Ministers, ladies and gentlemen

It is a pleasure to open this session with Minister Fedeli and to welcome you on behalf of the European Commission.

When European leaders signed the Treaties of Rome in 1957, they probably had no idea that microprocessors would be invented just one decade later.

Since then, this amazing technology has invaded almost every device you can imagine. From smartphones and kitchen toasters - to cars, traffic lights and security systems.

They are the engine behind high-performance computing, or HPC.

HPC also has countless applications that have a direct benefit on people's lives:

  • designing and simulating new medical treatments;
  • oil and gas exploration, seismic simulation;
  • designing energy-efficient buildings;
  • and in modern weather forecasting, predicting events like tropical cyclones.

HPC is also a strategic resource for the future of European industry as it turns increasingly digital.

That means industry having access to adequate and available HPC infrastructure.

But not all EU countries are able to build and maintain this infrastructure. At present, the EU does not have any HPC machine in the
world's top 10.

Not yet, anyway.

This is why Europe now has to work together to reach the next level of computing capacity. Other countries are moving fast and we cannot afford to lag behind.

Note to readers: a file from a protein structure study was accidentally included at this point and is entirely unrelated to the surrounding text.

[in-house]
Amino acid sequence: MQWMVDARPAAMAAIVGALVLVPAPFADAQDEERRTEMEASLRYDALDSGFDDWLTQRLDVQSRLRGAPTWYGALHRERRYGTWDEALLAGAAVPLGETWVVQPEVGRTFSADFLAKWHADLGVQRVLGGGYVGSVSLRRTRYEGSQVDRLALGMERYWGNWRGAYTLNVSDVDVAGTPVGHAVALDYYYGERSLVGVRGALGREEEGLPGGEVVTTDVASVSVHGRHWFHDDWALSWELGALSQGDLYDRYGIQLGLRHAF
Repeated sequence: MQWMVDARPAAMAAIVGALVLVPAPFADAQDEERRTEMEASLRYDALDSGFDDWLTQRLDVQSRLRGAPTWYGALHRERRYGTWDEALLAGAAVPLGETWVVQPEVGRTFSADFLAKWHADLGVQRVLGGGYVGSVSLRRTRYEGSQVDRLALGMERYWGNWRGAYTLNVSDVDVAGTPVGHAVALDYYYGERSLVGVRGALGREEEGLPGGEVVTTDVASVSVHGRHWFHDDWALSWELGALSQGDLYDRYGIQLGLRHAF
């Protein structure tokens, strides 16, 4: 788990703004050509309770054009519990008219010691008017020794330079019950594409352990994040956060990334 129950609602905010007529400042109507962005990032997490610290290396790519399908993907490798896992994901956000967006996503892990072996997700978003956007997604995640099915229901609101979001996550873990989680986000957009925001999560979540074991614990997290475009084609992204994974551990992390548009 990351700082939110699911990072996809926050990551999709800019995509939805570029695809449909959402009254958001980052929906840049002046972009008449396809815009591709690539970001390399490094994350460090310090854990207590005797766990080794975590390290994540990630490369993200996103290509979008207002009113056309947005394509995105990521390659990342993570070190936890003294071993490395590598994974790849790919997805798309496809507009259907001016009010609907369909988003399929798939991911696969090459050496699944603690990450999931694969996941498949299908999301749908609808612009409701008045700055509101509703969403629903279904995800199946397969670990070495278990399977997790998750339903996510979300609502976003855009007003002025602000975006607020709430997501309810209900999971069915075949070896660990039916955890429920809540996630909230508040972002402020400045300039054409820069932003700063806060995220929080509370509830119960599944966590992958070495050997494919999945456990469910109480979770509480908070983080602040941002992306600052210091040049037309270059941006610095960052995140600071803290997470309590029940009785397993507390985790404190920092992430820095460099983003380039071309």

Europe's research community also depends on HPC.

Our aim is for every research centre and project, every researcher, to have access to high-quality supercomputing, storage and data facilities across Europe.

Meeting this challenge will require a lot of coordination, certainly when it comes to the investments needed.

It will require governments to work together to develop the computing infrastructure that Europe needs for the science and research communities, industry, and public sector.

We also need HPC infrastructure to support the European Open Science Cloud. This will allow millions of our researchers to share and analyse data in a trusted environment across technologies, disciplines and borders.

If Europe is to stay ahead in the supercomputing race, it will depend on integrated world-class HPC capability. We have to make that happen.

I hope that this morning's discussions will provide an important contribution towards fulfilling this ambition.